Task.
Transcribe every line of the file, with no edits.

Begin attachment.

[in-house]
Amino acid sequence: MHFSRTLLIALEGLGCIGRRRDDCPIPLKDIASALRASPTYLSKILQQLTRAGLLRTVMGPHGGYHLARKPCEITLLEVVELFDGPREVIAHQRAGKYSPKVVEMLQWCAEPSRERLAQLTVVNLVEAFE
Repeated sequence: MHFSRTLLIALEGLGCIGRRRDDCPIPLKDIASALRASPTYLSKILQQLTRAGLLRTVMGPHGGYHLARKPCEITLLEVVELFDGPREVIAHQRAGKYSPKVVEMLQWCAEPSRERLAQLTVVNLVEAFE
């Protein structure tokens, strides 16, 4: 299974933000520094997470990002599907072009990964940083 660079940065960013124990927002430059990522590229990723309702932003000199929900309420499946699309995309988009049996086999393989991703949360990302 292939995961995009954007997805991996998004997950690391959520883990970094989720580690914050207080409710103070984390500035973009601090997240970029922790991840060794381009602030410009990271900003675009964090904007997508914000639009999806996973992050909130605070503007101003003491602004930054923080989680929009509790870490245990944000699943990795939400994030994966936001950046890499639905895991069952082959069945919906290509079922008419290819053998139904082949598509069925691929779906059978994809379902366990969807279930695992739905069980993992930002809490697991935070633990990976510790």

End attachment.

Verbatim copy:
[in-house]
Amino acid sequence: MHFSRTLLIALEGLGCIGRRRDDCPIPLKDIASALRASPTYLSKILQQLTRAGLLRTVMGPHGGYHLARKPCEITLLEVVELFDGPREVIAHQRAGKYSPKVVEMLQWCAEPSRERLAQLTVVNLVEAFE
Repeated sequence: MHFSRTLLIALEGLGCIGRRRDDCPIPLKDIASALRASPTYLSKILQQLTRAGLLRTVMGPHGGYHLARKPCEITLLEVVELFDGPREVIAHQRAGKYSPKVVEMLQWCAEPSRERLAQLTVVNLVEAFE
């Protein structure tokens, strides 16, 4: 299974933000520094997470990002599907072009990964940083 660079940065960013124990927002430059990522590229990723309702932003000199929900309420499946699309995309988009049996086999393989991703949360990302 292939995961995009954007997805991996998004997950690391959520883990970094989720580690914050207080409710103070984390500035973009601090997240970029922790991840060794381009602030410009990271900003675009964090904007997508914000639009999806996973992050909130605070503007101003003491602004930054923080989680929009509790870490245990944000699943990795939400994030994966936001950046890499639905895991069952082959069945919906290509079922008419290819053998139904082949598509069925691929779906059978994809379902366990969807279930695992739905069980993992930002809490697991935070633990990976510790």